• Commitment: From the values standpoint, Columbia College uses the word commitment to “describe the process of exploring communities, examining their values and goals, and choosing from among them.” As a future leader, one needs to be able to open the mind and heart to exploration of ideas, values and goals. This requires patience and an understanding of how decisions ultimately impact not only constituents and clients, but the greater world. When returning from abroad, students are often encouraged to claim the magical badge of global citizenship. (Global citizenship is not possible after a short study abroad experience, but it can put you on the lifelong quest of global citizenship –which I explained in this piece in more detail.) For the purposes of connecting the dots today, I believe that the use of the word “commitment” is much more illustrative of what we too often claim to be global citizenship. Instead, we can express that we are committed to the process of exploration, examination of values and pursuit of goals that contribute to a greater world for everyone.” This too offers more clarity than dropping the lofty “I’m a global citizen now” claim to a prospective employer.
  • Confidence: I’ll veer away from Columbia College for a moment and focus on this simple definition instead: Confidence is a trust in your own abilities. Interestingly, increased self -confidence is a term that is often expressed by those coming home. That is pretty straight forward. However, sojourners also typically express their confidence by stating that they are now more “flexible.” Time abroad does create daily opportunity after opportunity to embrace flexibility. When you have finally mastered the tube in London, you will inevitably experience a tube strike. You have to figure some other mode of transportation out, even if it means that you have to pull out a map and walk a few miles to your flat or try a bus you never planned on stepping on. Those humbling experiences, when you are forced to be flexible and quickly realize that you CAN work through those little challenges, can and do build confidence. So when tempted to describe how flexible you are, instead also relate it to your level of confidence. This is something all employers are seeking, particularly in those who are “green” to the full time employment scene.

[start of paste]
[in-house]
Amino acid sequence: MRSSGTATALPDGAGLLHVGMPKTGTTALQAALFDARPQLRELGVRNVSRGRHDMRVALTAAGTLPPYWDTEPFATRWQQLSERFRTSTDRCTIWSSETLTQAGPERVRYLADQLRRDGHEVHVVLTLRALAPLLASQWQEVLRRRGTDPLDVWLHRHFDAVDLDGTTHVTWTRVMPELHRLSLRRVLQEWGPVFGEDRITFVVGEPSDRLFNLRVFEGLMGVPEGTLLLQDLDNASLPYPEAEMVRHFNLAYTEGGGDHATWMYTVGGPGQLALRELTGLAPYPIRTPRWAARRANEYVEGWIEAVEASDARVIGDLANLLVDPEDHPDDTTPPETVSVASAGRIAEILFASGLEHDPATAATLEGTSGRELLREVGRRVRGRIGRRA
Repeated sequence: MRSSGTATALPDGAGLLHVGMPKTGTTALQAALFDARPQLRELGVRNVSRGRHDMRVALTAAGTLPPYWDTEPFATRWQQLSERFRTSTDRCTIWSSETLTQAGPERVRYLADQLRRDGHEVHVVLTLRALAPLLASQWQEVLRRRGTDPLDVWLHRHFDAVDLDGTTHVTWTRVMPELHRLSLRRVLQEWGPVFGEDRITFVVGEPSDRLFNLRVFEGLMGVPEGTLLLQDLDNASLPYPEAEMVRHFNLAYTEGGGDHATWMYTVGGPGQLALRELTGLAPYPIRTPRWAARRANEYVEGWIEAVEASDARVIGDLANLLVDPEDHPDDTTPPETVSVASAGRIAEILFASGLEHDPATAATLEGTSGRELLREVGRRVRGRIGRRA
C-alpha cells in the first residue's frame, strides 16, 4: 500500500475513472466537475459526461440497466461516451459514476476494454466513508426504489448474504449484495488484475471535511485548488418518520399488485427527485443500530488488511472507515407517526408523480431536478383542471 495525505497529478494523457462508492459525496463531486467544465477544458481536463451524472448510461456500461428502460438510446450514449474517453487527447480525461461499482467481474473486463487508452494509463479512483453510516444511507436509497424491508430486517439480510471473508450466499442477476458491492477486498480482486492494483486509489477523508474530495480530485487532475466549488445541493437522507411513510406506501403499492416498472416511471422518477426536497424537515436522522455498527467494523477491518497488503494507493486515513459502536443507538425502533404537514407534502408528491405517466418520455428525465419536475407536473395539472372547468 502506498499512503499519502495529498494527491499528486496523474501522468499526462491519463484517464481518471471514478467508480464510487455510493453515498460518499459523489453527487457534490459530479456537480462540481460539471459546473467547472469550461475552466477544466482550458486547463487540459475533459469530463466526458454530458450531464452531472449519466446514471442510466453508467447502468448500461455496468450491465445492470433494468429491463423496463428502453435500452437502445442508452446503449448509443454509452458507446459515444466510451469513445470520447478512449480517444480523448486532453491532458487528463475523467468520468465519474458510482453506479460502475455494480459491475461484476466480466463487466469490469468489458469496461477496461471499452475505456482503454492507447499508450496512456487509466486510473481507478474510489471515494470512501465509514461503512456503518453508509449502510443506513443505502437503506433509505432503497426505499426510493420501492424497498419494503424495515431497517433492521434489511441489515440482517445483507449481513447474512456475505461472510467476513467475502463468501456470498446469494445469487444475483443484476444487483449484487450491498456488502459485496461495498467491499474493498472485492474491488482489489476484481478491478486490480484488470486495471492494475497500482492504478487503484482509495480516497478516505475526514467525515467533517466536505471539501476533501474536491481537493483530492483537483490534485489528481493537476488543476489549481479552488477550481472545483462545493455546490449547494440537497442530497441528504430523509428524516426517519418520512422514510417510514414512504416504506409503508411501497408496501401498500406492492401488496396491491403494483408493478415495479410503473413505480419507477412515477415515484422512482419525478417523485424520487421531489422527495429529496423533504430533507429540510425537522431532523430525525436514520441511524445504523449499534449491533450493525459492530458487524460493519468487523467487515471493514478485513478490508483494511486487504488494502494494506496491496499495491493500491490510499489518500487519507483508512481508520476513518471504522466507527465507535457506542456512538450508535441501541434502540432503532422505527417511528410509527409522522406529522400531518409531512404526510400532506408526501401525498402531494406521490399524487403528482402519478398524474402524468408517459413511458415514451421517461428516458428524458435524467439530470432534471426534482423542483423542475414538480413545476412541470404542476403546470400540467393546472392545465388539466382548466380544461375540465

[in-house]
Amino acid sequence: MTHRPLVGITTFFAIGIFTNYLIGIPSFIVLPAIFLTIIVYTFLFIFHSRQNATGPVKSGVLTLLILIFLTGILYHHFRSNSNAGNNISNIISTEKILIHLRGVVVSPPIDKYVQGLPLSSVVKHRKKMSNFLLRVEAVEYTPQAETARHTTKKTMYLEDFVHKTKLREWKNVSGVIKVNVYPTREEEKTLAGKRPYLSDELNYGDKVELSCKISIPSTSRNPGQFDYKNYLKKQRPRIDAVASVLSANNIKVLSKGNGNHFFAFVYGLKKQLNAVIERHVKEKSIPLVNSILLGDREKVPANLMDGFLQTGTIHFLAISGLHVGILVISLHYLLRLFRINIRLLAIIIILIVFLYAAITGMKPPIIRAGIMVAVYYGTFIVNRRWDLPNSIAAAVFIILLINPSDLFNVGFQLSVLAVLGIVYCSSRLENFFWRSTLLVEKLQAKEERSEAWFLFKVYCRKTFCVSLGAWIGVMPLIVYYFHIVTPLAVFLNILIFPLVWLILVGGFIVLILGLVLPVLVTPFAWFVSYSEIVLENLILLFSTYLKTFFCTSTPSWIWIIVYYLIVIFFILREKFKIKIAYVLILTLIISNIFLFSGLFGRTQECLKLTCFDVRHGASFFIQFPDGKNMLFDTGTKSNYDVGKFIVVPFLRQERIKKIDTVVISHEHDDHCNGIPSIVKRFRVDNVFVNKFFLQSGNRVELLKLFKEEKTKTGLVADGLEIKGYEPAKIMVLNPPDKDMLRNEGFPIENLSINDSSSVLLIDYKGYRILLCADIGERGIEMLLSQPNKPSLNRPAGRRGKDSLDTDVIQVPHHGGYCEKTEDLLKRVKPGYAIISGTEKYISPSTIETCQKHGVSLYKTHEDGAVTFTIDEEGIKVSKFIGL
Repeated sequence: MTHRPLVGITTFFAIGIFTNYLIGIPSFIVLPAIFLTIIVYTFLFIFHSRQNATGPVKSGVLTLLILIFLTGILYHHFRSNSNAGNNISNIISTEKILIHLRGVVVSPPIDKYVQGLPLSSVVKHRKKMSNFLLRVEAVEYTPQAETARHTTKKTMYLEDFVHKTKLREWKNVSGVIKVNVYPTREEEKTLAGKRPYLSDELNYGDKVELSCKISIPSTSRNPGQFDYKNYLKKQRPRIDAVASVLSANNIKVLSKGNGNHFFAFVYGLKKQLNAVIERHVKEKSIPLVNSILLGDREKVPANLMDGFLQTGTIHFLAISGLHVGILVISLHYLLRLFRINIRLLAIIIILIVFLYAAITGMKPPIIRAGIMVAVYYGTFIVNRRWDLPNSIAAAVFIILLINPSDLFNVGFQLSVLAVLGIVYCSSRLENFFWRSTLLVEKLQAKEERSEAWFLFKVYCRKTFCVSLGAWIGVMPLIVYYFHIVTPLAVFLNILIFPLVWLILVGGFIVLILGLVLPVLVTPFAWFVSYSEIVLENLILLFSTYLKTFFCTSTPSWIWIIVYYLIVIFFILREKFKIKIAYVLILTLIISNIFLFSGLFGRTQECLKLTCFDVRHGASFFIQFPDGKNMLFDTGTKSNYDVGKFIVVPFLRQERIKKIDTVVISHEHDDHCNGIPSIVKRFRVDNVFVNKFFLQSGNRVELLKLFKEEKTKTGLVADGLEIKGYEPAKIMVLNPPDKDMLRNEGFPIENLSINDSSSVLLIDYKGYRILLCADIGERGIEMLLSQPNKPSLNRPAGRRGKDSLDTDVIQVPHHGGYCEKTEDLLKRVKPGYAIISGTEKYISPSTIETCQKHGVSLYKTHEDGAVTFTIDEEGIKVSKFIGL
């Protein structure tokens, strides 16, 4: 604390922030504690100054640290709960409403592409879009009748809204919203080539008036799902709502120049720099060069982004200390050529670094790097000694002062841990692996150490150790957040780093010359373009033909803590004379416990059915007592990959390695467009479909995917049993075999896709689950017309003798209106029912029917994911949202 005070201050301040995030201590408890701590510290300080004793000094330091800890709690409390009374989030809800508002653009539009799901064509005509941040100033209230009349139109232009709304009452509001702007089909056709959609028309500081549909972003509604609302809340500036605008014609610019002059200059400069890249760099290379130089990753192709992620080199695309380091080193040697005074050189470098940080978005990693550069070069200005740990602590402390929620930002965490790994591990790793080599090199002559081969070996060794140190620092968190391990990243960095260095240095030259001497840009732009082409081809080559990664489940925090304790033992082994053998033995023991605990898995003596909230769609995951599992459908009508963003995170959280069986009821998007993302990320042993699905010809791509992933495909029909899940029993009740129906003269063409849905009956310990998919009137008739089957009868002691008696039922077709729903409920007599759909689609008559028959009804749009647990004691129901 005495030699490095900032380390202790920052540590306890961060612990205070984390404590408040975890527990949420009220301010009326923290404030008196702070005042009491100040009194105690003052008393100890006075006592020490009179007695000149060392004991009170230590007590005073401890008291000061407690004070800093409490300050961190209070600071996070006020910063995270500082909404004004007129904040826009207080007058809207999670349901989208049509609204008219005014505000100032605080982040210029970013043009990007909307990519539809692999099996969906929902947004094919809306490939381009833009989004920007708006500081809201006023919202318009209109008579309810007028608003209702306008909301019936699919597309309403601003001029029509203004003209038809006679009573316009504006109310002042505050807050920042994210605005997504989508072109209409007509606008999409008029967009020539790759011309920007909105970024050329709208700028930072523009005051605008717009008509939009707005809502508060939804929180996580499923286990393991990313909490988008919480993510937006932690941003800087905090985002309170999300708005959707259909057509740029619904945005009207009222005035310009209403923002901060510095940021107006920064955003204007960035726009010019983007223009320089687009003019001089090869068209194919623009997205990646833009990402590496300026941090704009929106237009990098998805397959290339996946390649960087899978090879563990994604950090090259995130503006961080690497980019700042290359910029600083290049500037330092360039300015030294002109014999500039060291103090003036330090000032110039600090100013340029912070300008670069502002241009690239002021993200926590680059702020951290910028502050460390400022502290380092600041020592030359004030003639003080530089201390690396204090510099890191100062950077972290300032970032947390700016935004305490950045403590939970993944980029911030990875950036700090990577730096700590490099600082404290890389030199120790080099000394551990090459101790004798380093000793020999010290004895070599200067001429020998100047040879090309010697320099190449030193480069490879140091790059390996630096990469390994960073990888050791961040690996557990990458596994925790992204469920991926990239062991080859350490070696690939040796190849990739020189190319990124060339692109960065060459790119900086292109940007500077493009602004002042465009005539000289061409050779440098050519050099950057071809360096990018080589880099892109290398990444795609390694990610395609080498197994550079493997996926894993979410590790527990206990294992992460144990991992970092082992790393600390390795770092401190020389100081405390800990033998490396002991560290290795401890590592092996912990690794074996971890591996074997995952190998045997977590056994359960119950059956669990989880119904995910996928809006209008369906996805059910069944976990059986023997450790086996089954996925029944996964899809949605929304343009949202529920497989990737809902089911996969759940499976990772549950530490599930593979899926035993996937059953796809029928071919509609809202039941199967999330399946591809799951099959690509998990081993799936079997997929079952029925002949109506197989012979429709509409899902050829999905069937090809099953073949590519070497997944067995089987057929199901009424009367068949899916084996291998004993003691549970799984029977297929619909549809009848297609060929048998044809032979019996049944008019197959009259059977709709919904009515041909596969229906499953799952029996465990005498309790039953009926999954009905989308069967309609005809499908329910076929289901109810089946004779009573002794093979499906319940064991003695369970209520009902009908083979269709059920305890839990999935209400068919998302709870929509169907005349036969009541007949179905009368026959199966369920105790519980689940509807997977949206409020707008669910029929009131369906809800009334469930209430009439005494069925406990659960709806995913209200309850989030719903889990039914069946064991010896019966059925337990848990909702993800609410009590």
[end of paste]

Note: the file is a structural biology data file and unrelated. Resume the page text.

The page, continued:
• Competent: Let’s return the Columbia College mission. It describes competence as “the ability to identify and pursue specific opportunities for change, to plan and implement specific actions.” This series of skills are often described by returned students as “productivity” – or achieving results. For example, a student who has returned from an internship abroad may tell you that s/he was very productive abroad, but could instead be telling you (and those s/he is interviewing with) that time abroad enhanced his/her competency instead. Productive sounds like a skill for the worker bee, competency sounds like the skillset of a future leader. Competency also offers the ability to explain areas of competence such as enhanced cross-cultural skills, improved language skills, awareness of accounting practices used abroad in an internship, different methods of academic research, improved understanding of power dynamics and so much more.

What other over used terms are you hearing out there in the study abroad sphere? How else can you see linking these terms with employer friendly language?



About the Author:

Melissa Gluckmann, contributor to the Studyabroad101 Blog and founder of Melibee GlobalMissy Gluckmann is the Founder of Melibee Global, which aims to elevate the discussion about education abroad, culture, diversity and the lifelong path to global citizenship by offering trailblazing tools, speakers and professional development for the global education and travel communities. Raised in New York, Missy has lived abroad three times and traveled to dozens of countries. Missy currently resides in North Carolina and experiences culture shock there on a daily basis! She can be followed on Facebook and Twitter.

Wellness Wednesday: Can a Semester Abroad Change your Career Path?

Rome SunThis Wellness Wednesday post comes from our expert on expat emotional health, Melissa Doman, M.A., LGPC, NCC.  In this post Melissa questions how a study abroad experience can change your career path.